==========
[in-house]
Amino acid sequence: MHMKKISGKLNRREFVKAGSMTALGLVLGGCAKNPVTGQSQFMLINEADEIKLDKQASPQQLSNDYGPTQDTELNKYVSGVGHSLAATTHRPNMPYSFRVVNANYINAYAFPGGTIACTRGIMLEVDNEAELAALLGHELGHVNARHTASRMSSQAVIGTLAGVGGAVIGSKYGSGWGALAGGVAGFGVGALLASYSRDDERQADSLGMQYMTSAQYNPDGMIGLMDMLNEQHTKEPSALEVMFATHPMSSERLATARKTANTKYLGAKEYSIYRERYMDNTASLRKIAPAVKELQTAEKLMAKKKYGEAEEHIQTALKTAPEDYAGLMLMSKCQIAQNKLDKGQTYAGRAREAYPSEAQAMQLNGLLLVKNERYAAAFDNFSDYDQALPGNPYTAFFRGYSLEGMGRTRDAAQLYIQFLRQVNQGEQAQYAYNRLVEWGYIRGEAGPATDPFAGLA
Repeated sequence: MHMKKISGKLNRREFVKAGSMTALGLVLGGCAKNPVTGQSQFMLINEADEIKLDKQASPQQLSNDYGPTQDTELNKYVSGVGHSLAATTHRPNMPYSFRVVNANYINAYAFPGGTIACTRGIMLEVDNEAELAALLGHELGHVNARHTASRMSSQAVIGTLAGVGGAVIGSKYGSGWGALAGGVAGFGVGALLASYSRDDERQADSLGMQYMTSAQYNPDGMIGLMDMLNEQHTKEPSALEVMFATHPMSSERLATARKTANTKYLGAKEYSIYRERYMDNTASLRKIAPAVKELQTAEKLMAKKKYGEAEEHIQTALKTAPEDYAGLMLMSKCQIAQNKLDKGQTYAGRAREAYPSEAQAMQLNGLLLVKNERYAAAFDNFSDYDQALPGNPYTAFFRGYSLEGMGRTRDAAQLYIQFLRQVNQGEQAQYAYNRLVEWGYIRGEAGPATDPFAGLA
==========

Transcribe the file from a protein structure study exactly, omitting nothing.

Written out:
[in-house]
Amino acid sequence: MHMKKISGKLNRREFVKAGSMTALGLVLGGCAKNPVTGQSQFMLINEADEIKLDKQASPQQLSNDYGPTQDTELNKYVSGVGHSLAATTHRPNMPYSFRVVNANYINAYAFPGGTIACTRGIMLEVDNEAELAALLGHELGHVNARHTASRMSSQAVIGTLAGVGGAVIGSKYGSGWGALAGGVAGFGVGALLASYSRDDERQADSLGMQYMTSAQYNPDGMIGLMDMLNEQHTKEPSALEVMFATHPMSSERLATARKTANTKYLGAKEYSIYRERYMDNTASLRKIAPAVKELQTAEKLMAKKKYGEAEEHIQTALKTAPEDYAGLMLMSKCQIAQNKLDKGQTYAGRAREAYPSEAQAMQLNGLLLVKNERYAAAFDNFSDYDQALPGNPYTAFFRGYSLEGMGRTRDAAQLYIQFLRQVNQGEQAQYAYNRLVEWGYIRGEAGPATDPFAGLA
Repeated sequence: MHMKKISGKLNRREFVKAGSMTALGLVLGGCAKNPVTGQSQFMLINEADEIKLDKQASPQQLSNDYGPTQDTELNKYVSGVGHSLAATTHRPNMPYSFRVVNANYINAYAFPGGTIACTRGIMLEVDNEAELAALLGHELGHVNARHTASRMSSQAVIGTLAGVGGAVIGSKYGSGWGALAGGVAGFGVGALLASYSRDDERQADSLGMQYMTSAQYNPDGMIGLMDMLNEQHTKEPSALEVMFATHPMSSERLATARKTANTKYLGAKEYSIYRERYMDNTASLRKIAPAVKELQTAEKLMAKKKYGEAEEHIQTALKTAPEDYAGLMLMSKCQIAQNKLDKGQTYAGRAREAYPSEAQAMQLNGLLLVKNERYAAAFDNFSDYDQALPGNPYTAFFRGYSLEGMGRTRDAAQLYIQFLRQVNQGEQAQYAYNRLVEWGYIRGEAGPATDPFAGLA